WATCH: Still no justice 50 years after Jabidah Massacre

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WATCH: Still no justice 50 years after Jabidah Massacre
Half a century later, the names of slain young Moros remain carved on concrete walls while justice is still nowhere to be found

MANILA, Philippines – The Bangsamoro people continue to seek justice 50 years after the Jabidah Massacre happened in Corregidor Island on March 18, 1968. (READ: Jabidah and Merdeka: The inside story)

A clandestine operation, Oplan Merdeka sought the training of a special commando unit – named Jabidah – that would create havoc in Sabah in Malaysia. The situation would force the Philippine government to either take full control of the island or the residents would by themselves decide to secede from Malaysia. 

In the end, these young Moros were killed after supposedly complaining about the unkept promises and unfair treatment of the government.

Camille Elemia reports.

A half century has passed since the Jabidah Massacre that triggered the armed struggle in Mindanao, yet the memory still lives in the minds and hearts of the Bangsamoro people, as they continue the fight for autonomy.

The Autonomous Region in Muslim Mindanao government and civil society commemorate the 50th anniversary of the massacre of Bangsamoro men, recruited by the Philippine government to create havoc in Sabah, Malaysia, but ended up being killed by their military trainers in 1968.

Despite government attempts to cover up the injustice, the Bangsamoro people continue to stand by their fallen men 5 decades after.

Twenty-three-year-old Abdurahman Idris’ grandfather was among the Bangsamoro men recruited in 1968 who, unlike tens or hundreds of men, fortunately came out of the training program alive. He was not part of the group mercilessly killed by soldiers.

Yet, the 23-year-old could not help but shed tears the first time he came to the island, where the lives of young Moros were snuffed out after being promised a good life in Manila.

Idris: We had a tour and excitement filled our cups until we came to the Army Post Hospital. When I knew it was the same place where the young Moros stayed, it felt like I was on an adventure so I walked alone. The place was dark but the moment was very clear as I glanced to the old damaged walls and saw the markings. My fellow Bangsamoro, know that the information, the names, messages were not only written on the walls but in our hearts, in our minds, and in our memory.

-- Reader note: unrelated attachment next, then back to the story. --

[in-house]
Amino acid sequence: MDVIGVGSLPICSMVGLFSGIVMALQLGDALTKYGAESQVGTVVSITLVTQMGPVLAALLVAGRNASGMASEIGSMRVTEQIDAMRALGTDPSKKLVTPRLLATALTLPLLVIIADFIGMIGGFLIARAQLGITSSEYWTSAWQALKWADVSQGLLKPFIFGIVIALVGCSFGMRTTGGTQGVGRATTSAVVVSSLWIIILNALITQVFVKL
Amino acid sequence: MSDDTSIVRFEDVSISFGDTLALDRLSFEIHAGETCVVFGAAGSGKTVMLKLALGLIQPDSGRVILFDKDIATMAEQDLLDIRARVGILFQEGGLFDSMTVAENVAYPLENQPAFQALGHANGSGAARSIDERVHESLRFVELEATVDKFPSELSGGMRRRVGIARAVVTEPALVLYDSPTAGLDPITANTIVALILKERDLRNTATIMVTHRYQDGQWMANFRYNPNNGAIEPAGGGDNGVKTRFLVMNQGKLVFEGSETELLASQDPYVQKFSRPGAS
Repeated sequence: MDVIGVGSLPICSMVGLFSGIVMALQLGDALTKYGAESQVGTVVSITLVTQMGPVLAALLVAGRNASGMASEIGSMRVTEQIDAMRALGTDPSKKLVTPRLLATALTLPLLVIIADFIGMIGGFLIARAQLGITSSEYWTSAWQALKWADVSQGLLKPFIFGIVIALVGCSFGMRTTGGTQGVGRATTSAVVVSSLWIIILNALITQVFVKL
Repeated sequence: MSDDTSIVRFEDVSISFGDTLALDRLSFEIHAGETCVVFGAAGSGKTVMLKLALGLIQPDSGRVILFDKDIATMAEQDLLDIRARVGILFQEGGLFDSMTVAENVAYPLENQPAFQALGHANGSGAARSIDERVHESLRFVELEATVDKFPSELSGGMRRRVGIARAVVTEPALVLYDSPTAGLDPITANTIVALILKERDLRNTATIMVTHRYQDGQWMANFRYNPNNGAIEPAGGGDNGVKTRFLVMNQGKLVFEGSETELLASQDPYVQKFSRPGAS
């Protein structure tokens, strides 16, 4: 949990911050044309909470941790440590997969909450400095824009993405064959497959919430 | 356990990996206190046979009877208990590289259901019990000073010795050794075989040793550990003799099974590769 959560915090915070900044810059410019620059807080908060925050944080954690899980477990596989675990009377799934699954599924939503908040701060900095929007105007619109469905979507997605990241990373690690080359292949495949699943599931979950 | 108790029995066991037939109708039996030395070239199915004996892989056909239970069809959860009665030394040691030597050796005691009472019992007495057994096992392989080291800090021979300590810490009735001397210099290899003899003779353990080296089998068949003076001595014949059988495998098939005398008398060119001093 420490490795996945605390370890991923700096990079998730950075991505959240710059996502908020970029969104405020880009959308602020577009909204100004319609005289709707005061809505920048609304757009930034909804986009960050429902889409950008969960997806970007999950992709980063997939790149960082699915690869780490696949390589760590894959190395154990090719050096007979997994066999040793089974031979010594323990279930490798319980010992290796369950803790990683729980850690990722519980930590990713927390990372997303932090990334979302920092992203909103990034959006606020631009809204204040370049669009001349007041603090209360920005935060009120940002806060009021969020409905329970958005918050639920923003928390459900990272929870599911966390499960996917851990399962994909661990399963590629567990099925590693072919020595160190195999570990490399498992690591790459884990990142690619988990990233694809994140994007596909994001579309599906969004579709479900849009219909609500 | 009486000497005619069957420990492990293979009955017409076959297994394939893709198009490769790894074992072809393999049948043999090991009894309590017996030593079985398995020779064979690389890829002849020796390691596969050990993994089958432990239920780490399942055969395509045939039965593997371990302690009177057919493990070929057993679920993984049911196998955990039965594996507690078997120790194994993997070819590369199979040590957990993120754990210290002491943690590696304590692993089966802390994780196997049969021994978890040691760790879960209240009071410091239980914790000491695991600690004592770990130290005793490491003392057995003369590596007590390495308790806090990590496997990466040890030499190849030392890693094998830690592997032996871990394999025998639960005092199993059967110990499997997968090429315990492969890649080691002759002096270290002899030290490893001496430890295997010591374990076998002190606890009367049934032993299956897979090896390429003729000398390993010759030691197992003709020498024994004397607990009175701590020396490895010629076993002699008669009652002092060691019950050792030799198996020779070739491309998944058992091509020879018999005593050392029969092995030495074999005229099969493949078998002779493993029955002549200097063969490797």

ARMM Governor Mujiv Hataman recalls the stories of the lone survivor, the late Jibin Arula, who recounted how they were asked to line up in this runway while waiting for the supposed plane to Manila.

In the end, military men gunned them down in cold blood. Arula escaped by jumping from this cliff and swimming until he reached Cavite.

The bitter tragedy fanned the flames of rebellion among the Moro people with the repeated denials of the Marcos government.

Fighting Marcos propaganda that the Jabidah Massacre never happened was an uphill battle.

Hataman: This means the deceit, misery, and the truth that we had to fight for, so these lies and suffering would be recognized.

Fifty years ago, the massacre sparked the armed struggle in the south, with the establishment of the Moro National Liberation Front and other succeeding groups.

Fifty years after, there are now renewed discussions on the proposed Bangsamoro Basic Law, which the people see as a step in addressing these historical injustices.

Sr Maria Arnold Noel, MFI: And so therefore it was very, very timely that we have this Bangsamoro Basic Law and I hope and pray this will be passed. But we also need that we rectify historical injustice that’s why we have this transition commission.

Idris: Martyrs do not die, they multiply. So pass the BBL.

The BBL is in the period of debates in the Senate and remains in the committee level in the House of Representatives. There’s near certainty that the BBL will be passed into law but whether or not it adheres to the Bangsamoro Transition Commission’s version remains to be seen.

Until then, the Bangsamoro people would continue waiting and hoping. 

Camille Elemia, Rappler, Corregidor.

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